A solar eruptive prominence as seen in extreme UV light
with Earth superimposed for a sense of scale. Credit: NASA/SDO
A lot of you wonder, "What about women in astronomy?" We thought you'd like a to hear about some women who are a part of the astronomy community in relation to the sun.
Start off by meeting the women of NASA's Solar Dynamics Observatory (SDO). You'll find out what sparked their interest in science, what they enjoy about their jobs, and get advice for students who want to work on a project like SDO.
Then listen to the Astronomical Society of the Pacific podcast with Planet Hunter Dr. Natalie Batalha on Kepler and The Sun-Like Stars. Batalha explains how Kepler works, what solar analogs are (also called solar twins or sun-like stars) and why Kepler is looking for solar twins. There's also a transcript that goes along with the podcast, which can be used to really understand what Kepler's doing. She explains things in a down-to-earth, clear way that's appealing to non-scientists and scientists alike.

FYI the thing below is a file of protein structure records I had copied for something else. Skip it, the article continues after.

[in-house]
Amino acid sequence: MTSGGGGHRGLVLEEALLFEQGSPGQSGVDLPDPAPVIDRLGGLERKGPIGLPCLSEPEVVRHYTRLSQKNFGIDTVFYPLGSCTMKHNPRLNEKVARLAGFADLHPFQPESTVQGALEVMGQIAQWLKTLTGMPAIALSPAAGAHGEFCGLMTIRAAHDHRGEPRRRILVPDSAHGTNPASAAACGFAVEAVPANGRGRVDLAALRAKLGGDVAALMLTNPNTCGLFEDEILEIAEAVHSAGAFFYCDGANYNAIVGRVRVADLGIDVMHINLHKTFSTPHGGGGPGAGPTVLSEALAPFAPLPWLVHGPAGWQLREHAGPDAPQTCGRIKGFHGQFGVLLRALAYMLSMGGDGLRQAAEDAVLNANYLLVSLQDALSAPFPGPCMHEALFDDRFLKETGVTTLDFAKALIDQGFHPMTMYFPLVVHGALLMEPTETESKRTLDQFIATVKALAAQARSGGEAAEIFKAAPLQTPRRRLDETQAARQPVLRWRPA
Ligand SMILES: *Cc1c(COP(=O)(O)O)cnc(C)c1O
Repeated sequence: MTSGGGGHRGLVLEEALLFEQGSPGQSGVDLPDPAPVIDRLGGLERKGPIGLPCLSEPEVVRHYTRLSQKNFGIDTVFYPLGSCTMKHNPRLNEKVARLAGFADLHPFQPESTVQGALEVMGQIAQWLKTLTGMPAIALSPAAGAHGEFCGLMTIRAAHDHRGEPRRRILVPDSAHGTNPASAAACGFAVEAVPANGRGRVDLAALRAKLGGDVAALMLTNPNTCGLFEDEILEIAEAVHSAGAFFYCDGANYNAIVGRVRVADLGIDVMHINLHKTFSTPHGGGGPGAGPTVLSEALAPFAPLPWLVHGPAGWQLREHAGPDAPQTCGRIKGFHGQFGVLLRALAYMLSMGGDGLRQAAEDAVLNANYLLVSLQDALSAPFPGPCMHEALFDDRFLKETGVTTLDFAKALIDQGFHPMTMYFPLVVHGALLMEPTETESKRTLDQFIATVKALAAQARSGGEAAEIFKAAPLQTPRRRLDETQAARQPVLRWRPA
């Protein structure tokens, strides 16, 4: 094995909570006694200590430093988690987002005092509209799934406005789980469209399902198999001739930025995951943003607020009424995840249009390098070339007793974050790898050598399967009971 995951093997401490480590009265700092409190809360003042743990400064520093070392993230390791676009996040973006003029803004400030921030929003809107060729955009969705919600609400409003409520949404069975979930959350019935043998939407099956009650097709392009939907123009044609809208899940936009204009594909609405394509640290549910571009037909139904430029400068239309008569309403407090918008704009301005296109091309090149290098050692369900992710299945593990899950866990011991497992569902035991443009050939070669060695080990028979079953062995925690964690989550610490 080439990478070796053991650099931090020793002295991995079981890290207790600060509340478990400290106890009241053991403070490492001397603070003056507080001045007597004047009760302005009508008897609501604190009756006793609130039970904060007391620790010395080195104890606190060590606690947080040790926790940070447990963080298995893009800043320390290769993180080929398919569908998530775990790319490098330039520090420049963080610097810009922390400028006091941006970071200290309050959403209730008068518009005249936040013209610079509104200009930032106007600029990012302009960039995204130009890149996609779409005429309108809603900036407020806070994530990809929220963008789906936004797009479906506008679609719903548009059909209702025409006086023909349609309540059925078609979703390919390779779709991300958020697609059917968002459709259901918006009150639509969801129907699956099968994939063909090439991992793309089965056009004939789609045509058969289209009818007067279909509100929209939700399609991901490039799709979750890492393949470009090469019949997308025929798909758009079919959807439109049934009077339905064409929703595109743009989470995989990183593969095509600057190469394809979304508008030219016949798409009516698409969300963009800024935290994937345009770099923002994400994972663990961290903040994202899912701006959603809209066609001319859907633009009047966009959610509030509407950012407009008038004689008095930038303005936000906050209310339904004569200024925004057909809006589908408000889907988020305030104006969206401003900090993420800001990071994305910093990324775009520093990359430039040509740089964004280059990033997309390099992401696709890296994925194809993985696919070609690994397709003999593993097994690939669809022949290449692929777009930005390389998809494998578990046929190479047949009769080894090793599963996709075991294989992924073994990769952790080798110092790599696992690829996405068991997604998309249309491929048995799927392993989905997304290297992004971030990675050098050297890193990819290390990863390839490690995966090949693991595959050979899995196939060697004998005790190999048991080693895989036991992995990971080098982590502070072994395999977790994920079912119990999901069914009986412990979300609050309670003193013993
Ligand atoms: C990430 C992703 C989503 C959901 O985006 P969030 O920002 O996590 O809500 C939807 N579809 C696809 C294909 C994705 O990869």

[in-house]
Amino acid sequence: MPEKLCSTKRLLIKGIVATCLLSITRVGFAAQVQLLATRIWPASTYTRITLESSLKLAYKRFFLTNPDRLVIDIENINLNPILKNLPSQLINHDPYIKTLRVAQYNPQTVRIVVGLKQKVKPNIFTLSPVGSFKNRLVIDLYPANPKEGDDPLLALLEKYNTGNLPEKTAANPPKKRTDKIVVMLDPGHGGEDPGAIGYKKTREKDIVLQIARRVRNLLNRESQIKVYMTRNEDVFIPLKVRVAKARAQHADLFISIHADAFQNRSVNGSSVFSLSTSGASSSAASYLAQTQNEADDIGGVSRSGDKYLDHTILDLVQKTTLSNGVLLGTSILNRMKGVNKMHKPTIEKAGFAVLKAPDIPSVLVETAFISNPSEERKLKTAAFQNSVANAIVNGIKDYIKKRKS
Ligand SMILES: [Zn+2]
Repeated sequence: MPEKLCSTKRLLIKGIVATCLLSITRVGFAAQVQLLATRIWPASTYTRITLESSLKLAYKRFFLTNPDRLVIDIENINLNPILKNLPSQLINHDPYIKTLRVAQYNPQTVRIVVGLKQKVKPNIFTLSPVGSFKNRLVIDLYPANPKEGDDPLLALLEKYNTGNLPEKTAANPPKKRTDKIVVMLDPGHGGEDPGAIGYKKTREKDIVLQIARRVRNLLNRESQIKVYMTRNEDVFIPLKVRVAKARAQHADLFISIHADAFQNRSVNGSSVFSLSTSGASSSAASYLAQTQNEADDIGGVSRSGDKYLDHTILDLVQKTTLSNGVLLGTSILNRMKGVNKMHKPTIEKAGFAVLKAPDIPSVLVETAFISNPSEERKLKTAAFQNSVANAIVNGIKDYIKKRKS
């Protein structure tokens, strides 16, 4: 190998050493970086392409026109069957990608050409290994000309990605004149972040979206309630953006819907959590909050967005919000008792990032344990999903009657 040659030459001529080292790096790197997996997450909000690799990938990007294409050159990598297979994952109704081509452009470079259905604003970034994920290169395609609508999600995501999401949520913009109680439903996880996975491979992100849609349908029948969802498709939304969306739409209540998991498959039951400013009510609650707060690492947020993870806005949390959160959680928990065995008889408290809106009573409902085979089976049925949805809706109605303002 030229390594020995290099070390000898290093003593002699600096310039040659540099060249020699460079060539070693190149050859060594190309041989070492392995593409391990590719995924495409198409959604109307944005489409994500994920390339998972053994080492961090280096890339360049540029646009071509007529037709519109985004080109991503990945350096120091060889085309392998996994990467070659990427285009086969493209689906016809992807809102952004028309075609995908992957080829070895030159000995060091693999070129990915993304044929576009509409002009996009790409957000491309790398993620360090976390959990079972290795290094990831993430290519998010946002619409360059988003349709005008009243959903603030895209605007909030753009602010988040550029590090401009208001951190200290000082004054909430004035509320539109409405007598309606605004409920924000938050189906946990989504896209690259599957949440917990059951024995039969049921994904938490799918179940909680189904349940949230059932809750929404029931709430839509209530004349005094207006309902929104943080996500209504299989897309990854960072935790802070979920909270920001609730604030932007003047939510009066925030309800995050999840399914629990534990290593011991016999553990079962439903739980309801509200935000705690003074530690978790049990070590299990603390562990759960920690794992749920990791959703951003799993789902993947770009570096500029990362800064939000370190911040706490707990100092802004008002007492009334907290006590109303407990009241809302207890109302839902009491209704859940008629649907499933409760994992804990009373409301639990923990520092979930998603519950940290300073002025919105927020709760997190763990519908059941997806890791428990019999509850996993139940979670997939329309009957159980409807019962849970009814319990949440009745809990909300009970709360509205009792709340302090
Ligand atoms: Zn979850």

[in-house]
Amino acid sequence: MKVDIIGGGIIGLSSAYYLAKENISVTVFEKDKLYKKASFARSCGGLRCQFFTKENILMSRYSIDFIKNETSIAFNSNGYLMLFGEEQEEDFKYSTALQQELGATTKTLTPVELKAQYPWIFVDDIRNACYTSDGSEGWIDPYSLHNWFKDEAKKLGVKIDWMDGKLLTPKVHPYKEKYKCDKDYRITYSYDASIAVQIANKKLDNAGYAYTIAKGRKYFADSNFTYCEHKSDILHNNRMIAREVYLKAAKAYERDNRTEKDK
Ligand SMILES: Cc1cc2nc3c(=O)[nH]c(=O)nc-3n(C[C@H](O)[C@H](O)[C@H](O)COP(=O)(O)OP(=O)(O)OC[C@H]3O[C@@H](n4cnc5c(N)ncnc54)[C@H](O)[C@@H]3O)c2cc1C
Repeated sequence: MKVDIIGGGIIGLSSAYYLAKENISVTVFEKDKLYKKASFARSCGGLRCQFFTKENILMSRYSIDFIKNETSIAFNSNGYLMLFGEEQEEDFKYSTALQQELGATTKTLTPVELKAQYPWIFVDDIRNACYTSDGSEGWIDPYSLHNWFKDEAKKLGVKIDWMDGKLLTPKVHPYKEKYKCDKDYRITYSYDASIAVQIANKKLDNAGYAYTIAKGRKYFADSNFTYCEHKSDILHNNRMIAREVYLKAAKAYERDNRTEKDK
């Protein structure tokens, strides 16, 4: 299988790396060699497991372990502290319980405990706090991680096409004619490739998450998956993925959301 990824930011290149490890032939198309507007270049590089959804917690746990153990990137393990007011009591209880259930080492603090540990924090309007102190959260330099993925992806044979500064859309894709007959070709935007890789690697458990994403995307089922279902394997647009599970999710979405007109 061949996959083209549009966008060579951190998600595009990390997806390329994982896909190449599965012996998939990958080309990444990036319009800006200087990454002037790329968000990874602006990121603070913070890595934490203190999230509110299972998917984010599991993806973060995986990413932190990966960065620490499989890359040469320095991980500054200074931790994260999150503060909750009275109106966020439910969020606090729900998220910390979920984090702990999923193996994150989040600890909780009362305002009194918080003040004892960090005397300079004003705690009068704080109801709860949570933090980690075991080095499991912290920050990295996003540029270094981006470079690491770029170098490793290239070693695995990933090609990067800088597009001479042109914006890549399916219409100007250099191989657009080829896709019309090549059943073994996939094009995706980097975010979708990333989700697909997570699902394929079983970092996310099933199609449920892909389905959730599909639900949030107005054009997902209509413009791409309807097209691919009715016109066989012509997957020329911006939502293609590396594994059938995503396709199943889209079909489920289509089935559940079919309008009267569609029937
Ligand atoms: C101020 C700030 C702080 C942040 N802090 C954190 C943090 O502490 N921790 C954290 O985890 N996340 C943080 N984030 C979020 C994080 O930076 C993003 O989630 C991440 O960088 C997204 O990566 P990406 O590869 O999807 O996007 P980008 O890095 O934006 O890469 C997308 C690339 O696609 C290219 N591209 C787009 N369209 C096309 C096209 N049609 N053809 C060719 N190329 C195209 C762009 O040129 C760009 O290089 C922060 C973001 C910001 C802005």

It's always interesting to find out why people chose their careers, and you can watch a movie about how Dr. Batalha chose astronomy. She asked herself, "If you could do anything, what would it be?" And then she switched her plan to be a business major to deciding to work for NASA! Exciting stuff!
And, finally, at the Astronomical Society of the Pacific, there are four science educators, who happen to be women, that are driving the NASA Night Sky Network educational resource development and the Astronomy from the Ground Up program. Both programs have developed resources on the sun and the solar system, as well as on other astronomy topics. The Night Sky Network team is working on a Heliophysics ToolKit, which will eventually be available to all Night Sky Network astronomy clubs.